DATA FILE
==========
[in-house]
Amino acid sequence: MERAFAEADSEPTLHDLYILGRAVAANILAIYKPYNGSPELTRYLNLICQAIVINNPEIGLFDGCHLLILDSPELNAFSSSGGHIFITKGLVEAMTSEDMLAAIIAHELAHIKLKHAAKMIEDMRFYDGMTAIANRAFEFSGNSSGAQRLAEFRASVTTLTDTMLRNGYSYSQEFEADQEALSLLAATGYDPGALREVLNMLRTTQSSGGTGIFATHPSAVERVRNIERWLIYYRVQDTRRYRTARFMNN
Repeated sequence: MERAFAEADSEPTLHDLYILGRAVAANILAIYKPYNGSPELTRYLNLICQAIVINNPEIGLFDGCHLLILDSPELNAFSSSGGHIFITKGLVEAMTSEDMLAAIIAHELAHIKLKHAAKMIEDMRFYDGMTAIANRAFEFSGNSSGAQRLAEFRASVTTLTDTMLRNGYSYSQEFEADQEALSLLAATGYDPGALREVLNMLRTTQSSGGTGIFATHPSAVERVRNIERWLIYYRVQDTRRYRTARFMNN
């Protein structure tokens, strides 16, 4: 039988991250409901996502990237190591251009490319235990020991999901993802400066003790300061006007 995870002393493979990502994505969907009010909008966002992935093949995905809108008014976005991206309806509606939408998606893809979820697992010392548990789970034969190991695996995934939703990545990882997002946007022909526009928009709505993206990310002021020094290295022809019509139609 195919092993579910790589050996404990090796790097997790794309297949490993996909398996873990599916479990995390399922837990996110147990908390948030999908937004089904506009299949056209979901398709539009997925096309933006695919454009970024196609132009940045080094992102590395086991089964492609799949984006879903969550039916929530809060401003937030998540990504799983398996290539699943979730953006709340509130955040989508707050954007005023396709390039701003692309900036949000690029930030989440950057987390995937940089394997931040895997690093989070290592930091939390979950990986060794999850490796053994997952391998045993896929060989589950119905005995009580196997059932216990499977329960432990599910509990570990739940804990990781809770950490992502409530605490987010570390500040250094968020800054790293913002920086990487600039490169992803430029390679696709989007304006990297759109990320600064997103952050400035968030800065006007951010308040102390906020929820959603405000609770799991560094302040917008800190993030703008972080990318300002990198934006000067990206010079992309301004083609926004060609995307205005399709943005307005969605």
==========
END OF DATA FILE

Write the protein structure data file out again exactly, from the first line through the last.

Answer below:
[in-house]
Amino acid sequence: MERAFAEADSEPTLHDLYILGRAVAANILAIYKPYNGSPELTRYLNLICQAIVINNPEIGLFDGCHLLILDSPELNAFSSSGGHIFITKGLVEAMTSEDMLAAIIAHELAHIKLKHAAKMIEDMRFYDGMTAIANRAFEFSGNSSGAQRLAEFRASVTTLTDTMLRNGYSYSQEFEADQEALSLLAATGYDPGALREVLNMLRTTQSSGGTGIFATHPSAVERVRNIERWLIYYRVQDTRRYRTARFMNN
Repeated sequence: MERAFAEADSEPTLHDLYILGRAVAANILAIYKPYNGSPELTRYLNLICQAIVINNPEIGLFDGCHLLILDSPELNAFSSSGGHIFITKGLVEAMTSEDMLAAIIAHELAHIKLKHAAKMIEDMRFYDGMTAIANRAFEFSGNSSGAQRLAEFRASVTTLTDTMLRNGYSYSQEFEADQEALSLLAATGYDPGALREVLNMLRTTQSSGGTGIFATHPSAVERVRNIERWLIYYRVQDTRRYRTARFMNN
């Protein structure tokens, strides 16, 4: 039988991250409901996502990237190591251009490319235990020991999901993802400066003790300061006007 995870002393493979990502994505969907009010909008966002992935093949995905809108008014976005991206309806509606939408998606893809979820697992010392548990789970034969190991695996995934939703990545990882997002946007022909526009928009709505993206990310002021020094290295022809019509139609 195919092993579910790589050996404990090796790097997790794309297949490993996909398996873990599916479990995390399922837990996110147990908390948030999908937004089904506009299949056209979901398709539009997925096309933006695919454009970024196609132009940045080094992102590395086991089964492609799949984006879903969550039916929530809060401003937030998540990504799983398996290539699943979730953006709340509130955040989508707050954007005023396709390039701003692309900036949000690029930030989440950057987390995937940089394997931040895997690093989070290592930091939390979950990986060794999850490796053994997952391998045993896929060989589950119905005995009580196997059932216990499977329960432990599910509990570990739940804990990781809770950490992502409530605490987010570390500040250094968020800054790293913002920086990487600039490169992803430029390679696709989007304006990297759109990320600064997103952050400035968030800065006007951010308040102390906020929820959603405000609770799991560094302040917008800190993030703008972080990318300002990198934006000067990206010079992309301004083609926004060609995307205005399709943005307005969605």